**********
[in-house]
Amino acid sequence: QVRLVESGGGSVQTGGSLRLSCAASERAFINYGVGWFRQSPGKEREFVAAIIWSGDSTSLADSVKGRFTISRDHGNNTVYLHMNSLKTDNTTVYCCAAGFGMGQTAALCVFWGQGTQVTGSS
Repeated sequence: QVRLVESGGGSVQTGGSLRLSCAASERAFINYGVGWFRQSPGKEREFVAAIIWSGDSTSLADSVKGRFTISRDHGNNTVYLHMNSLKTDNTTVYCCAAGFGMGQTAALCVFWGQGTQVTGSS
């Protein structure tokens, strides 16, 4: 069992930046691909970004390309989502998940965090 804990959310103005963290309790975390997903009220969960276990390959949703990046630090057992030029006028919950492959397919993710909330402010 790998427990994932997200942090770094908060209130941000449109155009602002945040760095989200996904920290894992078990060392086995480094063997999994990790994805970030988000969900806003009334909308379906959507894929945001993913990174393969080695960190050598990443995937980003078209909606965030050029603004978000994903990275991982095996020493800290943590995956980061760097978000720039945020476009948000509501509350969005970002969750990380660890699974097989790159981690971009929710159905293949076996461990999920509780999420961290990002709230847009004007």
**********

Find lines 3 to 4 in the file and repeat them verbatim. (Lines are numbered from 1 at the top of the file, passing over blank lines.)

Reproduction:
Repeated sequence: QVRLVESGGGSVQTGGSLRLSCAASERAFINYGVGWFRQSPGKEREFVAAIIWSGDSTSLADSVKGRFTISRDHGNNTVYLHMNSLKTDNTTVYCCAAGFGMGQTAALCVFWGQGTQVTGSS
């Protein structure tokens, strides 16, 4: 069992930046691909970004390309989502998940965090 804990959310103005963290309790975390997903009220969960276990390959949703990046630090057992030029006028919950492959397919993710909330402010 790998427990994932997200942090770094908060209130941000449109155009602002945040760095989200996904920290894992078990060392086995480094063997999994990790994805970030988000969900806003009334909308379906959507894929945001993913990174393969080695960190050598990443995937980003078209909606965030050029603004978000994903990275991982095996020493800290943590995956980061760097978000720039945020476009948000509501509350969005970002969750990380660890699974097989790159981690971009929710159905293949076996461990999920509780999420961290990002709230847009004007």